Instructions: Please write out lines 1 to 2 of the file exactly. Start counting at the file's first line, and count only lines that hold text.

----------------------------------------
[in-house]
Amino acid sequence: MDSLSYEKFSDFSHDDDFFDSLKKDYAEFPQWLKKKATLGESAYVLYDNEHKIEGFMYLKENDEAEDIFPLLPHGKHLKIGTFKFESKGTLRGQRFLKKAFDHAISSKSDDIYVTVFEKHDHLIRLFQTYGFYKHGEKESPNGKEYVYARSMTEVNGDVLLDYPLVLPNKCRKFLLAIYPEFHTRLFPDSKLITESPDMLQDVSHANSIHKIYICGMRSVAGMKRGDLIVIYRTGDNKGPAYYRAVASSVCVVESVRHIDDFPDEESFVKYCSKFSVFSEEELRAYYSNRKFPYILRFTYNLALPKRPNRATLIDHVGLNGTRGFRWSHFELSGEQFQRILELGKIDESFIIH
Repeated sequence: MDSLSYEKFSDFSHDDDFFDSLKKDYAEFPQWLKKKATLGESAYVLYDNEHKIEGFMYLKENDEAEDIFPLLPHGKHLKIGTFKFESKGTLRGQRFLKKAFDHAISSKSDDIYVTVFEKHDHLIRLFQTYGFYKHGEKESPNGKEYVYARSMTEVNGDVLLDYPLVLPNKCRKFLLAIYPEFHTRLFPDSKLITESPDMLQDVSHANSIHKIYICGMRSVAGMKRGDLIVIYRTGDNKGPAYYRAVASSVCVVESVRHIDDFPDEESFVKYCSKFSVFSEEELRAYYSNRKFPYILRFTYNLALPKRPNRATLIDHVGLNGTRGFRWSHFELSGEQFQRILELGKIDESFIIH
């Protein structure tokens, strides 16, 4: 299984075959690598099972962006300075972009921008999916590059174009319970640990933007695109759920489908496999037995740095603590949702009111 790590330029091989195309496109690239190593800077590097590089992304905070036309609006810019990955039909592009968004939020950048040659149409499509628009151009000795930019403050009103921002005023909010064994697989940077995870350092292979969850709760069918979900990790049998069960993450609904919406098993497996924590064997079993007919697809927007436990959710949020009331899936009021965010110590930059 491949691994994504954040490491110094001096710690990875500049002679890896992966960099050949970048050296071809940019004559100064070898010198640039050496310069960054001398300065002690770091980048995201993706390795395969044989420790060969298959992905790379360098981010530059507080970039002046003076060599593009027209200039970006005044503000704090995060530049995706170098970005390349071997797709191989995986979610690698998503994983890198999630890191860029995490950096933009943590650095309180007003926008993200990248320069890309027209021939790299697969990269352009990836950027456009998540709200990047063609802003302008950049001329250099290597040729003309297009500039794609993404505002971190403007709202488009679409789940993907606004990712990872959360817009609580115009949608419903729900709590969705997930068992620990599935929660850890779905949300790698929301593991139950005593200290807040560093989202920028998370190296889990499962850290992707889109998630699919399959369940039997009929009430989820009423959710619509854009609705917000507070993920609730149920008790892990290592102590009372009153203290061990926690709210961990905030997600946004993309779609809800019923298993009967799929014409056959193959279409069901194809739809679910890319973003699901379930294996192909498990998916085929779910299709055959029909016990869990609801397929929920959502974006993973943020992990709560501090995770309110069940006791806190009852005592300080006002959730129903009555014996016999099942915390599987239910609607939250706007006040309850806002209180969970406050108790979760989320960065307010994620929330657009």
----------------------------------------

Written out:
[in-house]
Amino acid sequence: MDSLSYEKFSDFSHDDDFFDSLKKDYAEFPQWLKKKATLGESAYVLYDNEHKIEGFMYLKENDEAEDIFPLLPHGKHLKIGTFKFESKGTLRGQRFLKKAFDHAISSKSDDIYVTVFEKHDHLIRLFQTYGFYKHGEKESPNGKEYVYARSMTEVNGDVLLDYPLVLPNKCRKFLLAIYPEFHTRLFPDSKLITESPDMLQDVSHANSIHKIYICGMRSVAGMKRGDLIVIYRTGDNKGPAYYRAVASSVCVVESVRHIDDFPDEESFVKYCSKFSVFSEEELRAYYSNRKFPYILRFTYNLALPKRPNRATLIDHVGLNGTRGFRWSHFELSGEQFQRILELGKIDESFIIH